The long-awaited bill creating a new education funding formula is here. Many key details, however, are yet to be determined.
On Monday, Senate Education Committee chair Mo Denis, D-Las Vegas, released the blueprint for a new school funding plan, Senate Bill 543. For years, many Democratic politicians have criticized the current formula, called the Nevada Plan. They claim it’s old and outdated. Their biggest beef is that it doesn’t allocate more money for students who lack English proficiency or live in poverty. The theory is that it’s harder to educate those students, so they need additional services, which costs additional money.
Denis’s new Pupil-Centered Funding Plan would change this. Special education, ELL, low-income and gifted students would all receive more money because the base per-pupil allocation would be increased by a certain percentage for students in those categories. This is known as weighted funding.
The obvious question: How much extra money would each class of student receive?
The bill doesn’t say. Instead, it says lawmakers shall appropriate an “amount of money determined to be sufficient by the Legislature.” It also creates an unelected commission to review those amounts and make recommendations for future sessions.
Another big change is the creation of a single “statewide base per-pupil funding amount.” Currently, Nevada’s per-pupil guarantee is $5,967. Total per-pupil spending is $9,329. But that’s an average. Some Nevada counties receive much more than that. The Clark County School District, which includes around two-thirds of Nevada’s students, receives the lowest amount.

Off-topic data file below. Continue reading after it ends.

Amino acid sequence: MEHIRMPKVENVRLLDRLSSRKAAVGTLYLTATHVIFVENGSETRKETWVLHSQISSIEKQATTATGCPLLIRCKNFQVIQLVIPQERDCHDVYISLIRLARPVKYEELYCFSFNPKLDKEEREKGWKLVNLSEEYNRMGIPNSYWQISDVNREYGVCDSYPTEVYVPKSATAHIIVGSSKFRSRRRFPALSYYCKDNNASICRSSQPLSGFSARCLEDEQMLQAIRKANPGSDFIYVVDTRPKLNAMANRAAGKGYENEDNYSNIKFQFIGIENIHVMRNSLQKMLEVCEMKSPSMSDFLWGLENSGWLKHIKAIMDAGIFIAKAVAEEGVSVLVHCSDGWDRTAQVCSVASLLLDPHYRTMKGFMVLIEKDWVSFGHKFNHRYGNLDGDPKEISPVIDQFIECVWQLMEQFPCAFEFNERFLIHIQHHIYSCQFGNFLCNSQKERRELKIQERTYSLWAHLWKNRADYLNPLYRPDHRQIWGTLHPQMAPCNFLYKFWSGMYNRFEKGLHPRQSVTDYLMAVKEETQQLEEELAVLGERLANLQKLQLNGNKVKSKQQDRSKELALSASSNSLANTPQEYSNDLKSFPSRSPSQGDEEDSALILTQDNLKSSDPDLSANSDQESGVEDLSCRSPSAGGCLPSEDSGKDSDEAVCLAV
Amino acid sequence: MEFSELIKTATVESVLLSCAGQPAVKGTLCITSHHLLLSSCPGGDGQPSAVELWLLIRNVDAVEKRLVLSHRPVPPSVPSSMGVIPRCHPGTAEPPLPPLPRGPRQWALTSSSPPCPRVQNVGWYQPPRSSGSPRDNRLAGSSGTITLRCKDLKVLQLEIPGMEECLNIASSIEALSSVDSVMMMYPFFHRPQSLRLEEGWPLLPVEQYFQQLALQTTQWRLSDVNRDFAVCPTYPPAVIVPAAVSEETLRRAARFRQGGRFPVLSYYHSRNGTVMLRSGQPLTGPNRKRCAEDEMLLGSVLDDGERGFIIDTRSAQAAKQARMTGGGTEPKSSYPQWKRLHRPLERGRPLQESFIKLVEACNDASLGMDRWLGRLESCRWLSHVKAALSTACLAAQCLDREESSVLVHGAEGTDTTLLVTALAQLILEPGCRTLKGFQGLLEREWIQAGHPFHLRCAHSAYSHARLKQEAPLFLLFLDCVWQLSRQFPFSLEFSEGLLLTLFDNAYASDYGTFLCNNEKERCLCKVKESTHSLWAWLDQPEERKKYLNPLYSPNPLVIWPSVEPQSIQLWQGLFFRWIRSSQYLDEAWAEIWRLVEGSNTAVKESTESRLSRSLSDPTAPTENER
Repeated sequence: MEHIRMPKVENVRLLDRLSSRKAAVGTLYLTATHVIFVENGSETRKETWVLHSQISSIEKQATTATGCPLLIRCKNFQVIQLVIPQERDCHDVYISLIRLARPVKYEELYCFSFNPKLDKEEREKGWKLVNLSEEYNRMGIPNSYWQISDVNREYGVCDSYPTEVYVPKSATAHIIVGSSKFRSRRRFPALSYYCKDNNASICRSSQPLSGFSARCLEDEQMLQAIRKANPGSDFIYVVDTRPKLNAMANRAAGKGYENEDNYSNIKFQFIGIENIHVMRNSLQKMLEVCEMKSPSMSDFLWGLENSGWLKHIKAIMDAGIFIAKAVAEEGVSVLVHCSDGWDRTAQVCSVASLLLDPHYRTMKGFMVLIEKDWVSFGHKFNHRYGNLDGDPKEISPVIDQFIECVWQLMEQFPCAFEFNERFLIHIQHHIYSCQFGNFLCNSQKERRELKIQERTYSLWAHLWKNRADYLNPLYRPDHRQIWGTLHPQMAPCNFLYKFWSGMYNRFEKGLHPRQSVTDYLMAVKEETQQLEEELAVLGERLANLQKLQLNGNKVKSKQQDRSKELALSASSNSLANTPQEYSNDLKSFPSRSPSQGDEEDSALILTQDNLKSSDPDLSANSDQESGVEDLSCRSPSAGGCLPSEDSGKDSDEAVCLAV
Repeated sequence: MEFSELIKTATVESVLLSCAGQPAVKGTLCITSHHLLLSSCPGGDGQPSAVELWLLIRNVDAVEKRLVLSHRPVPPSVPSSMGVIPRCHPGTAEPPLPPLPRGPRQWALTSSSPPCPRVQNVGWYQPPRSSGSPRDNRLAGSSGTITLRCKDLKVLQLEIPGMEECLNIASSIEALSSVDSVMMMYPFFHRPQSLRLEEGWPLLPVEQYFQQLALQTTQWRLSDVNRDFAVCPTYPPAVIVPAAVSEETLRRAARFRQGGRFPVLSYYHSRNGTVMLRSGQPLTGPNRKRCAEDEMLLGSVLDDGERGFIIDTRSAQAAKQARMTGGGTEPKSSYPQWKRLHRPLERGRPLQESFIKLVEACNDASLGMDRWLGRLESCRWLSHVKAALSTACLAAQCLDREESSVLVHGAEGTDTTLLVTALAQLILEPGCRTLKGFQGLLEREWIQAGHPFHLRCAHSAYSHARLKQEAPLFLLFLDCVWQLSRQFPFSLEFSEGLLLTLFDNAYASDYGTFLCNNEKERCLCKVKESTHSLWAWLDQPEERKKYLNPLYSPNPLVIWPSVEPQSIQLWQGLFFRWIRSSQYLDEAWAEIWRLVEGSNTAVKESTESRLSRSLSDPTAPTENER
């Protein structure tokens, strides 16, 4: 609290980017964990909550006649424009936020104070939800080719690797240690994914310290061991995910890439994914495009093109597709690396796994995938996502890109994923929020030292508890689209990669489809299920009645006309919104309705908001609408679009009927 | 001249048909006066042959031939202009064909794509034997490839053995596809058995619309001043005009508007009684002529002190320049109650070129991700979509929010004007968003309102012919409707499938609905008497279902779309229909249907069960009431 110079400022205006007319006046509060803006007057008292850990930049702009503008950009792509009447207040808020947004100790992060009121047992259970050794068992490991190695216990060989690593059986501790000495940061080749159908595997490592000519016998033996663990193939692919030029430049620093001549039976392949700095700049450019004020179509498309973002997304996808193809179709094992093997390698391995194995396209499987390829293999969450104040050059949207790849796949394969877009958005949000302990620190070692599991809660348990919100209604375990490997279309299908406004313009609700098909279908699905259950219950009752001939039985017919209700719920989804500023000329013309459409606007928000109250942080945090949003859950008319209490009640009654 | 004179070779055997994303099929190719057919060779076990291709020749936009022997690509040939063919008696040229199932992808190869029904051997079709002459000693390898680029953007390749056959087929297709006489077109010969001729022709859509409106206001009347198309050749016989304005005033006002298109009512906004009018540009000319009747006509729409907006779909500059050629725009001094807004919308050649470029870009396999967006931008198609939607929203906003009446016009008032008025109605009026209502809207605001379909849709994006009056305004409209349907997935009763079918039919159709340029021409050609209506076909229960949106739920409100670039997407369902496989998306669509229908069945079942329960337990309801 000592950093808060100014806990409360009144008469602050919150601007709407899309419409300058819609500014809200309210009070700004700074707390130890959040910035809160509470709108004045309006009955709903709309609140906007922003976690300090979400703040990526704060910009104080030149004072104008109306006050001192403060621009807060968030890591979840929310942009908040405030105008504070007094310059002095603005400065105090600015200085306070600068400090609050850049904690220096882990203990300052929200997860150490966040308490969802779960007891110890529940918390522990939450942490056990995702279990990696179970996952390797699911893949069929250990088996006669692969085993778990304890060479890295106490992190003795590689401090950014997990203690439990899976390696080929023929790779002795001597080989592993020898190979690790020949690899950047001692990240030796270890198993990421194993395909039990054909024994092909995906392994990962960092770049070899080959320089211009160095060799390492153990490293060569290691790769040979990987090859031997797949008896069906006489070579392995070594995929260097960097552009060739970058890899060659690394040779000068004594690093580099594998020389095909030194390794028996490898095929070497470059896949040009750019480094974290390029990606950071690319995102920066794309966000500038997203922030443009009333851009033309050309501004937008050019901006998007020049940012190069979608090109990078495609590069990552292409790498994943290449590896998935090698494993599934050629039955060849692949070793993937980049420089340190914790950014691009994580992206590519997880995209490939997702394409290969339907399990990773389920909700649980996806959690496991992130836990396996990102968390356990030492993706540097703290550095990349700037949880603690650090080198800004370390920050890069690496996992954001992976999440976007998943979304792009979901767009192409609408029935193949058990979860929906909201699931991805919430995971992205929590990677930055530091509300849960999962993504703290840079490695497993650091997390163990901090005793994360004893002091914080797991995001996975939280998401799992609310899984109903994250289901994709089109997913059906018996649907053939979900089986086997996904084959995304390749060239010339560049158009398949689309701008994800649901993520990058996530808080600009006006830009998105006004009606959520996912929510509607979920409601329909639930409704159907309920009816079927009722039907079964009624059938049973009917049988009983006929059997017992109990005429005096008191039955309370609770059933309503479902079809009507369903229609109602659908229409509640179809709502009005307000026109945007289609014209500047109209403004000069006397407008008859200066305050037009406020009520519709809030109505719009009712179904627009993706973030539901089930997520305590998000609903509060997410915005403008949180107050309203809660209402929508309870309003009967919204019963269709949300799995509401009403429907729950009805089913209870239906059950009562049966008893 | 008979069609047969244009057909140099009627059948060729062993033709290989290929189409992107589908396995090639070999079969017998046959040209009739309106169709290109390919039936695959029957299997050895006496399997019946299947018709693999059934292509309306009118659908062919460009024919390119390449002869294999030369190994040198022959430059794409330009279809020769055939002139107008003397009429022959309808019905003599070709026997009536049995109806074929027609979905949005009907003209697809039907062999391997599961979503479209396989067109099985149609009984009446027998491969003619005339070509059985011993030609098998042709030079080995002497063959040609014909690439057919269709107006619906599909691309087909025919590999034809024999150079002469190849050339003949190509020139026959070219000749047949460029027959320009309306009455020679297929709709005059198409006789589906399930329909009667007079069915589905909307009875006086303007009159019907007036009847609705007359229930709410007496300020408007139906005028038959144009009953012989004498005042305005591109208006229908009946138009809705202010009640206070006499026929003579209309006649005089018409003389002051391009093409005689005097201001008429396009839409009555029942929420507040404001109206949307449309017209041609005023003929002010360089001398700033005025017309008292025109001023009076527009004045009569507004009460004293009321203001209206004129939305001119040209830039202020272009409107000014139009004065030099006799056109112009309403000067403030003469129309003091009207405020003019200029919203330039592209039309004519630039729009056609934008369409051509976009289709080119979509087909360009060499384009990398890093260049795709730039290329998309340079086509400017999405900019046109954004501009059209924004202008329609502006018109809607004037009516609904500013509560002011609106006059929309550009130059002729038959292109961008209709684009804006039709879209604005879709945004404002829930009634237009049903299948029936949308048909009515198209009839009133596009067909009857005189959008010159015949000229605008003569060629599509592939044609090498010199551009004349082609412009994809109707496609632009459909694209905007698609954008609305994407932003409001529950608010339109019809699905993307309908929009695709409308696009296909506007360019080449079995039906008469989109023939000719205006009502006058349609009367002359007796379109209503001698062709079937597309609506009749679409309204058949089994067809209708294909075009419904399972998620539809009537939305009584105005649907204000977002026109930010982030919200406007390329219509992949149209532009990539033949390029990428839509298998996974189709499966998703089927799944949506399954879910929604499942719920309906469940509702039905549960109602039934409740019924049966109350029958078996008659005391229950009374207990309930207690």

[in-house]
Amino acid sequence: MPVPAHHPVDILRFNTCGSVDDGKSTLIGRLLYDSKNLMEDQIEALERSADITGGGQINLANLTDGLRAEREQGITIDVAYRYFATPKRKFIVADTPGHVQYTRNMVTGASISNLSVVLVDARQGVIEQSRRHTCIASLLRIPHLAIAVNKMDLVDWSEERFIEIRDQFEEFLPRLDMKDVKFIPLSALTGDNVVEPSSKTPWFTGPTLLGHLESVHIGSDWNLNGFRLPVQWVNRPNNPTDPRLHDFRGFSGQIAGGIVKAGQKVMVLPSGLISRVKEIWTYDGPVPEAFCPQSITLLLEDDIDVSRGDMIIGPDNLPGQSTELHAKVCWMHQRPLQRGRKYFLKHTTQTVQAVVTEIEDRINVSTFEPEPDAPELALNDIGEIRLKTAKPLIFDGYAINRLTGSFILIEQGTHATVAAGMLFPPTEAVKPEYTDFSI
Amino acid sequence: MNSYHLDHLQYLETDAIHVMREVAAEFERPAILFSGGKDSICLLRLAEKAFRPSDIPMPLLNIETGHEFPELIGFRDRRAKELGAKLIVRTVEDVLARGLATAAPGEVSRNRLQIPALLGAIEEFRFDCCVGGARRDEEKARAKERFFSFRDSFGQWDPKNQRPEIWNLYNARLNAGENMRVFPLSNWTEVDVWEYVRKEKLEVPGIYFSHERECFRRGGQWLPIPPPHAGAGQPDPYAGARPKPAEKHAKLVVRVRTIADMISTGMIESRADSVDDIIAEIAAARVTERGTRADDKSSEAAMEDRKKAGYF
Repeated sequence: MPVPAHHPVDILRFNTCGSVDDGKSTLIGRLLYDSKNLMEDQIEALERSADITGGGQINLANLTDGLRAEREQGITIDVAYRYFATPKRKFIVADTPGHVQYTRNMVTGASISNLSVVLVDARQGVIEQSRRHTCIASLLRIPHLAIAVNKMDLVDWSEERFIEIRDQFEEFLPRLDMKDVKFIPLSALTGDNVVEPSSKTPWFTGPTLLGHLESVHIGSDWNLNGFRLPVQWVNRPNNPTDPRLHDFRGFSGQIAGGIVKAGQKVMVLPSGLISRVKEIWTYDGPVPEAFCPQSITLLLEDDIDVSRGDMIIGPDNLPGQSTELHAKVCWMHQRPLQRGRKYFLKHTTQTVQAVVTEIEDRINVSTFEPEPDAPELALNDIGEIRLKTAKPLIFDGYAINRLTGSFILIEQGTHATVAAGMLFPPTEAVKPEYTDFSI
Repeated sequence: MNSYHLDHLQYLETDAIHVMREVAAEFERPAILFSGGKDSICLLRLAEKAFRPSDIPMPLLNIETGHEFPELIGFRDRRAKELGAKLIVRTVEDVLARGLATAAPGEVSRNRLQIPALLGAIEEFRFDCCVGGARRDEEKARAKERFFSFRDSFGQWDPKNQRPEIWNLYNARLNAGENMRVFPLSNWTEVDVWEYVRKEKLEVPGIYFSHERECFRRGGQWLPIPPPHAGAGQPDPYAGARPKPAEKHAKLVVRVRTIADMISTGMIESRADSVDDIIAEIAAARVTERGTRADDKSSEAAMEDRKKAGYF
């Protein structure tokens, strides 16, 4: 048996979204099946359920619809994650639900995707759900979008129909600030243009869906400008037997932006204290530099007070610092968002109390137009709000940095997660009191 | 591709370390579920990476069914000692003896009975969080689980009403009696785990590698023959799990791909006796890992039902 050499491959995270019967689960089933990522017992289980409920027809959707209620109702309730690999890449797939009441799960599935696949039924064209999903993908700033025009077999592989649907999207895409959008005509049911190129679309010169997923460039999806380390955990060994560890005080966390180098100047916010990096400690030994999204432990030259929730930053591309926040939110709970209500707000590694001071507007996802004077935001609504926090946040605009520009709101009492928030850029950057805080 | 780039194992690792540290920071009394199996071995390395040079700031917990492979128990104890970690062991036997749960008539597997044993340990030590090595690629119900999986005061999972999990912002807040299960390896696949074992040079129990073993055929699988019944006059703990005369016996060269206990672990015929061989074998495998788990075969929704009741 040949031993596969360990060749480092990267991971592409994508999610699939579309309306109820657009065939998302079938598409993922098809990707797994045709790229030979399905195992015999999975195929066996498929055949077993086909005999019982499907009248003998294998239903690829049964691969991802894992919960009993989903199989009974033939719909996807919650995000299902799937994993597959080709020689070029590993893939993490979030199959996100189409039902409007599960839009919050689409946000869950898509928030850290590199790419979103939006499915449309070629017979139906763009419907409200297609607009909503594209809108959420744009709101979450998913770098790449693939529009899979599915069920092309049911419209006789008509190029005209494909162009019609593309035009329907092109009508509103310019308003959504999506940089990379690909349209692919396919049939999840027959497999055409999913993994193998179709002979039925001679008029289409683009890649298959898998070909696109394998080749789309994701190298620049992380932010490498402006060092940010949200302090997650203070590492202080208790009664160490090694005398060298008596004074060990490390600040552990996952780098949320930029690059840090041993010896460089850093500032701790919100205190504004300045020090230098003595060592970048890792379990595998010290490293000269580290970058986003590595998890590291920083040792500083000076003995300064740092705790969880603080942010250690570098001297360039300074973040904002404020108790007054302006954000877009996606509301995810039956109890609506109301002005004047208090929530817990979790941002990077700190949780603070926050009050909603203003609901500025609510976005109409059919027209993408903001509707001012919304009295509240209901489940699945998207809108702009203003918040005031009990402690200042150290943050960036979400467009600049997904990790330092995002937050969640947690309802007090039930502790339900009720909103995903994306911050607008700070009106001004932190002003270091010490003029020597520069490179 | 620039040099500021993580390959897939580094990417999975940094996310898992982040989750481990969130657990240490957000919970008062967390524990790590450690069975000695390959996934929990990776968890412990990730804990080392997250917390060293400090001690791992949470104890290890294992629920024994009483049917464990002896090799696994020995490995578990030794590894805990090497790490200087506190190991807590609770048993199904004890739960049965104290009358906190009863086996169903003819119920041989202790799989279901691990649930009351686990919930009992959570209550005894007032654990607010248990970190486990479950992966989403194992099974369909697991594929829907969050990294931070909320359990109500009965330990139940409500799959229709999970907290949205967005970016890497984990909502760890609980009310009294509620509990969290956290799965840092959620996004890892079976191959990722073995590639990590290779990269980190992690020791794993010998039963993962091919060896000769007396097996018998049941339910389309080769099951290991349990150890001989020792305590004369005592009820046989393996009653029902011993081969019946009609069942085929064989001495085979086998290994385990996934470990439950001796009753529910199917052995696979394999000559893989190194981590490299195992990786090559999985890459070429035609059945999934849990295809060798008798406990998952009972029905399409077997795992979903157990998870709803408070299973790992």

For instance, the Esmeralda County School District spent $33,263 per student during the most recent school year. The Clark County School District spent $9,146 per pupil. It looks as if Clark County is getting ripped off. That’s certainly the impression politicians have tried to leave when critiquing the Nevada Plan.
But there’s good reason for the disparity. There were 73 students in Esmeralda. Higher per-pupil costs are inevitable when a school district that’s almost three times the size of Rhode Island serves a few dozen students. The Nevada Plan sets a different guarantee for each county, because each county is different. If you give the Esmeralda and Clark County districts the same per-pupil amount, you wipe out education in Esmeralda.
The Pupil-Centered Funding Plan doesn’t ignore this completely. Instead, the bill directs the unelected commission to establish adjustment factors for cost of living, small schools and small districts. No one knows what those numbers will look like. The amounts could even end up similar to what school districts received under the Nevada Plan. The bill also says that lawmakers intend to ensure that school districts receive as much money as they did the year before.
In practice, this would likely mean rural school districts will receive flat funding — regardless of student growth and inflation — for years to come. New education funding would flow to Clark County.
You can criticize the Nevada Plan all you want. But at least it considers the entire state of Nevada and includes enough details to qualify as an actual plan.